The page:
Male or female patient with reduced numbers of CD3+ T cells (less than 500/mm3) and two of the three following characteristics:
Male or female patient with reduced numbers of CD3+ T cells (less than 1500/mm3) and a deletion of chromosome 22q11.2.
Male or female patient with reduced numbers of CD3+ T cells (less than 1500/mm3) and at least one of the following:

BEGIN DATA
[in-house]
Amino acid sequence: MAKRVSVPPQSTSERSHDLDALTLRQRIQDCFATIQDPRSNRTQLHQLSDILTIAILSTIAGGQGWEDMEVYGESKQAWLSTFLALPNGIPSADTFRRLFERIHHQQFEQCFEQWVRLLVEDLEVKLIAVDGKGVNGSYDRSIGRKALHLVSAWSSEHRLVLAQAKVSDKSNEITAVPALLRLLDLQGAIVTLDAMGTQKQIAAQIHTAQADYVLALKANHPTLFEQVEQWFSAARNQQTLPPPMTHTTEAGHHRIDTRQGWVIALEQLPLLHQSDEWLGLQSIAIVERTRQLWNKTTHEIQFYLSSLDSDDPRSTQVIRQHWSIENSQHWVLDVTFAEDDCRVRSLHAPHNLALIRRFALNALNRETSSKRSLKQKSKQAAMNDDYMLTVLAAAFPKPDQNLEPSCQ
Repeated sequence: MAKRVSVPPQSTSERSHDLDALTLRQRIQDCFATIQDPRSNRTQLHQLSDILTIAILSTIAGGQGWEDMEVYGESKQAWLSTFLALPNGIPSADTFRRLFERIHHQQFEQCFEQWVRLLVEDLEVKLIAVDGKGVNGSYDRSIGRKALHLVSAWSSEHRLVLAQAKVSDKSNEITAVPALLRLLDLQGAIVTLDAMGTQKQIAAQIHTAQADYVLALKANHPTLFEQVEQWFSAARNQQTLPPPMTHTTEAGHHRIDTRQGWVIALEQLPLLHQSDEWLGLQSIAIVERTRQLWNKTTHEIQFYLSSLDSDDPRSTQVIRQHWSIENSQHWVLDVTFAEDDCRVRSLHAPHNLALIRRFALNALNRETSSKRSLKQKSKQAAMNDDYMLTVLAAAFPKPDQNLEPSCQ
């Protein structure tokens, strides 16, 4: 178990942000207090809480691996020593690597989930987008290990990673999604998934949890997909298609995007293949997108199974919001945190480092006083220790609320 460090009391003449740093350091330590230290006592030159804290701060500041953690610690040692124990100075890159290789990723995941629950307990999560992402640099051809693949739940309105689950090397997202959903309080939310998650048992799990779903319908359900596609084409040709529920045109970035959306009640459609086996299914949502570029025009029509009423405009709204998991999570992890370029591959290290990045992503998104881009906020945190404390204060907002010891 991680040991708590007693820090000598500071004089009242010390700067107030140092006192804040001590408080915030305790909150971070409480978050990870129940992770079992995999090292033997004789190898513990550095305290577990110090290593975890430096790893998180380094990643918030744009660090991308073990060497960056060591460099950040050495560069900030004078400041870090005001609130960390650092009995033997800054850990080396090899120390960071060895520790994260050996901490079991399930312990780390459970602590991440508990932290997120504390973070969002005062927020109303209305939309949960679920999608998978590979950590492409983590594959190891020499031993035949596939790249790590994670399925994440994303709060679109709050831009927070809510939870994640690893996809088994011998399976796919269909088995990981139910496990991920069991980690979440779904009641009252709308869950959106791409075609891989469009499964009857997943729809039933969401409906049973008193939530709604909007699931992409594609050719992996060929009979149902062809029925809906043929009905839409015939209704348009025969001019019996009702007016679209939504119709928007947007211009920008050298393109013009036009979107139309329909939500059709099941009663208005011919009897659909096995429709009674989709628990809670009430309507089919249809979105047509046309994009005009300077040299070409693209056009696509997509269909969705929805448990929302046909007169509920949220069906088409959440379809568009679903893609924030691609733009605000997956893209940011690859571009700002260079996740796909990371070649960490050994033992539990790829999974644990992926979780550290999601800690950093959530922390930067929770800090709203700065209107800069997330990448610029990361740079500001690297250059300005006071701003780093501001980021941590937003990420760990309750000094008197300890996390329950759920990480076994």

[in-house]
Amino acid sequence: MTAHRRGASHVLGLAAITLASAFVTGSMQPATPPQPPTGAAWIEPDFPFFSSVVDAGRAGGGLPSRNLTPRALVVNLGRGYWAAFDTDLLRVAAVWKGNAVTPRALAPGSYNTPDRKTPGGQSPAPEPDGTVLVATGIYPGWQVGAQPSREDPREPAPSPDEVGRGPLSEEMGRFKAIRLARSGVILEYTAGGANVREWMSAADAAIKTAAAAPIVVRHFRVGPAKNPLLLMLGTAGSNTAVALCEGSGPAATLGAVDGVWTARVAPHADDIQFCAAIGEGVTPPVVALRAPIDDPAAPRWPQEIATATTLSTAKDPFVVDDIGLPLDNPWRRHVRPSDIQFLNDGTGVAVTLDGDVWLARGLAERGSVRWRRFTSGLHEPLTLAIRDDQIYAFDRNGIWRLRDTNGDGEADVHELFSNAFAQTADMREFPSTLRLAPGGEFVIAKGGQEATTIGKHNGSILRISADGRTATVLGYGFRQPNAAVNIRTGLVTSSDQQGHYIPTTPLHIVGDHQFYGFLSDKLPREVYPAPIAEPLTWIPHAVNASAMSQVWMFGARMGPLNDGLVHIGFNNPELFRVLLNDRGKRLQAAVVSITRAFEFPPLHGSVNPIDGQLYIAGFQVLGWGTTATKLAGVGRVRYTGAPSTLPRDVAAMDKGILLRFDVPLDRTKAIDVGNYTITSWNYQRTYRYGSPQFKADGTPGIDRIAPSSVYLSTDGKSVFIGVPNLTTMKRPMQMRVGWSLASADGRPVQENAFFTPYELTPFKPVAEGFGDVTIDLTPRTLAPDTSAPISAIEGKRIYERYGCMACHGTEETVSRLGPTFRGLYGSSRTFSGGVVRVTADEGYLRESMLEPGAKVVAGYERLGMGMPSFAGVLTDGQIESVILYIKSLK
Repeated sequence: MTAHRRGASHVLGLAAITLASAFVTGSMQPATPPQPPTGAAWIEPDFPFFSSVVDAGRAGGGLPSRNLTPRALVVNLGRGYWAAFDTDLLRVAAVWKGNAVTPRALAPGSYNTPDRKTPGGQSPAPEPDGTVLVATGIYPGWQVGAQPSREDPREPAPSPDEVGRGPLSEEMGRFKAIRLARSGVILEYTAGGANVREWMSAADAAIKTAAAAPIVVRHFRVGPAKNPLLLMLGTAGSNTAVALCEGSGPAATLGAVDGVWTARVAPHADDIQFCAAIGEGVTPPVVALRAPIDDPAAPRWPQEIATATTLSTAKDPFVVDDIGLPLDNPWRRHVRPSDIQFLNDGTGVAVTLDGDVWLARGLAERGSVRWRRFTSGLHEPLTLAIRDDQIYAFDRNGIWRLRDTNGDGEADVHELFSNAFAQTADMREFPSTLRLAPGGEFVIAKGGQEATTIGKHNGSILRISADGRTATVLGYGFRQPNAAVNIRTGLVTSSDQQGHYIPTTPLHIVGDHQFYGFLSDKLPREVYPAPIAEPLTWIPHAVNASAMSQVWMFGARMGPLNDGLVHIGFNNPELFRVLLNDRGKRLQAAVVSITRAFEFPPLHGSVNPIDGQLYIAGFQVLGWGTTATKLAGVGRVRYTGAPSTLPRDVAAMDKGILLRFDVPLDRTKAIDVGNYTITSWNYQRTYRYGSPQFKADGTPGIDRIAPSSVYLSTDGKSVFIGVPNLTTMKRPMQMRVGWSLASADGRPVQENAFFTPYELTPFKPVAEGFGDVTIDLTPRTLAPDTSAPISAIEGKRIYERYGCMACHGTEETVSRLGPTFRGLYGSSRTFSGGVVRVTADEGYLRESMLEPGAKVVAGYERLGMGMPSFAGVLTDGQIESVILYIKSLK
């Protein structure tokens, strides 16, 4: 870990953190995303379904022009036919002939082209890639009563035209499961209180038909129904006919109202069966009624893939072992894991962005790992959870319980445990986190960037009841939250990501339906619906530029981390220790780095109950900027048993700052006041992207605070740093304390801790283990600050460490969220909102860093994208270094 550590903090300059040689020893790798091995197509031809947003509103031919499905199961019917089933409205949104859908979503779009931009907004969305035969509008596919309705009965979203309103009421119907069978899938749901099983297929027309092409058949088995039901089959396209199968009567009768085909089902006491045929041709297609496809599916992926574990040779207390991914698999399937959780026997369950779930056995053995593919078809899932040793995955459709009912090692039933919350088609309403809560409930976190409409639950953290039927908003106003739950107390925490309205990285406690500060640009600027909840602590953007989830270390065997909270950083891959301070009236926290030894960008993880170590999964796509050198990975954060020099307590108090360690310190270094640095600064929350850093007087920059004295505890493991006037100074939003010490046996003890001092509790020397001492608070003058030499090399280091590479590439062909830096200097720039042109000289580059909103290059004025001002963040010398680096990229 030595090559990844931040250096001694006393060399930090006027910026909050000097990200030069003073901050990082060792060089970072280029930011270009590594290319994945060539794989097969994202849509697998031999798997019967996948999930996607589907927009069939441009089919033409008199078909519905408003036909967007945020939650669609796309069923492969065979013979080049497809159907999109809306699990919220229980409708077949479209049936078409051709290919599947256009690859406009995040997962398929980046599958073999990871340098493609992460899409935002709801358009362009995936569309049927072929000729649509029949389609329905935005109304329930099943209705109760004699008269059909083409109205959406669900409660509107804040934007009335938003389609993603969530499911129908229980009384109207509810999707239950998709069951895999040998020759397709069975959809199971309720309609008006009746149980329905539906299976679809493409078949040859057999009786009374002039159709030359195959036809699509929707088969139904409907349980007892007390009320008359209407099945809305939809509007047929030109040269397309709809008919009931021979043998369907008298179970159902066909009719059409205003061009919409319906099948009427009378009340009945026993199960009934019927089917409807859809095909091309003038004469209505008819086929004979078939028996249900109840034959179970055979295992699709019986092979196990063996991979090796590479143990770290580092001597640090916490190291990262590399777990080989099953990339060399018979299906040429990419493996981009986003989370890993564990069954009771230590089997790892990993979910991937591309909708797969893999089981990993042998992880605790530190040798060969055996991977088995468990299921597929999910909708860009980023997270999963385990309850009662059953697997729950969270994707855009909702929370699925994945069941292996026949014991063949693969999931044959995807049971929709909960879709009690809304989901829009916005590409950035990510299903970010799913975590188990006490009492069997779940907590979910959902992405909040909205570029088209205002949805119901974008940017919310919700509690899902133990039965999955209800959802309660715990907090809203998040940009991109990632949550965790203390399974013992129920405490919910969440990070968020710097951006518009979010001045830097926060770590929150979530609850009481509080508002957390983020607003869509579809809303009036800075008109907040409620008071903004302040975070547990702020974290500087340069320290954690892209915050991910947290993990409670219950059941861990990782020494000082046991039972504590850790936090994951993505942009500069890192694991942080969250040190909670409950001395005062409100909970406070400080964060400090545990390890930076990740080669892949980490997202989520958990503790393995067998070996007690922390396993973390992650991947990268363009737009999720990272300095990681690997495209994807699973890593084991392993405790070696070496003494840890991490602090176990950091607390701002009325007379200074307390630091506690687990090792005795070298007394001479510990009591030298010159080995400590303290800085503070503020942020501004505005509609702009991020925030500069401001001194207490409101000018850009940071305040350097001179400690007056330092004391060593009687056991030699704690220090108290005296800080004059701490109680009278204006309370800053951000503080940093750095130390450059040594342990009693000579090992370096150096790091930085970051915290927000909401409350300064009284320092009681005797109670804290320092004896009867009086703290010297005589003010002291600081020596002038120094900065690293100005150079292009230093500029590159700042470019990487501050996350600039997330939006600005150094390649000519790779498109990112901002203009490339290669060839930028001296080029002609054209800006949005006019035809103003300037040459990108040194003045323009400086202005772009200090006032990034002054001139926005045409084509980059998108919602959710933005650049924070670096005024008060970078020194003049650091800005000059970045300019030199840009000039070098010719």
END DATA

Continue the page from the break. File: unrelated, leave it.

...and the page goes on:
The majority of patients with DiGeorge syndrome are recognized to have immunodeficiency in the first few months of life when they are being evaluated for cardiac malformations that are highly associated DiGeorge syndrome and/or deletions of chromosome 22q11.2. A few patients present with persistent viral or fungal infections, or with hypocalcemic tetany. The severity of the T cell defect varies greatly. In many patients the immunodeficiency resolves in the first few years of life. Dysmorphic facial features and mental retardation are common. Autoimmune disorders may be seen in older patients.